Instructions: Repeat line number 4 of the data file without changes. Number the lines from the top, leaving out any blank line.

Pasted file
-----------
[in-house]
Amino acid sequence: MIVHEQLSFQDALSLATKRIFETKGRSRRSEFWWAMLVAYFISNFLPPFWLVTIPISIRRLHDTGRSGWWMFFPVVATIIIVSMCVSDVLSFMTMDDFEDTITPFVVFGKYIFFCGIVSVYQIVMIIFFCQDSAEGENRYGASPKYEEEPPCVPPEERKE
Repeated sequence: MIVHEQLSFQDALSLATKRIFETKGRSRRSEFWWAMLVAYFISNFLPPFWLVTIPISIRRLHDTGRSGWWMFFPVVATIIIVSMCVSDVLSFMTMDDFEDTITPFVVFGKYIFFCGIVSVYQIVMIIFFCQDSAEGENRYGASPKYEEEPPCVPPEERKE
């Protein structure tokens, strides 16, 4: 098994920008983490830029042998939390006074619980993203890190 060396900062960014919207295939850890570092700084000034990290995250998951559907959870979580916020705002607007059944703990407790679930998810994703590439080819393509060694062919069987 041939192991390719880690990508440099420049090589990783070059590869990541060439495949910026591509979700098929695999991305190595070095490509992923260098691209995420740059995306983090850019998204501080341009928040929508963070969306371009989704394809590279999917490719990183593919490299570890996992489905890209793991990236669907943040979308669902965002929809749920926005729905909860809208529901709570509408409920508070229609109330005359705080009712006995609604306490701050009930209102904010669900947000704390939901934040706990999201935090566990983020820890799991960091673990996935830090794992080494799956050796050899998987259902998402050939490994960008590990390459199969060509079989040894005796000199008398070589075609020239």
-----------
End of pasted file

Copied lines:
């Protein structure tokens, strides 16, 4: 098994920008983490830029042998939390006074619980993203890190 060396900062960014919207295939850890570092700084000034990290995250998951559907959870979580916020705002607007059944703990407790679930998810994703590439080819393509060694062919069987 041939192991390719880690990508440099420049090589990783070059590869990541060439495949910026591509979700098929695999991305190595070095490509992923260098691209995420740059995306983090850019998204501080341009928040929508963070969306371009989704394809590279999917490719990183593919490299570890996992489905890209793991990236669907943040979308669902965002929809749920926005729905909860809208529901709570509408409920508070229609109330005359705080009712006995609604306490701050009930209102904010669900947000704390939901934040706990999201935090566990983020820890799991960091673990996935830090794992080494799956050796050899998987259902998402050939490994960008590990390459199969060509079989040894005796000199008398070589075609020239």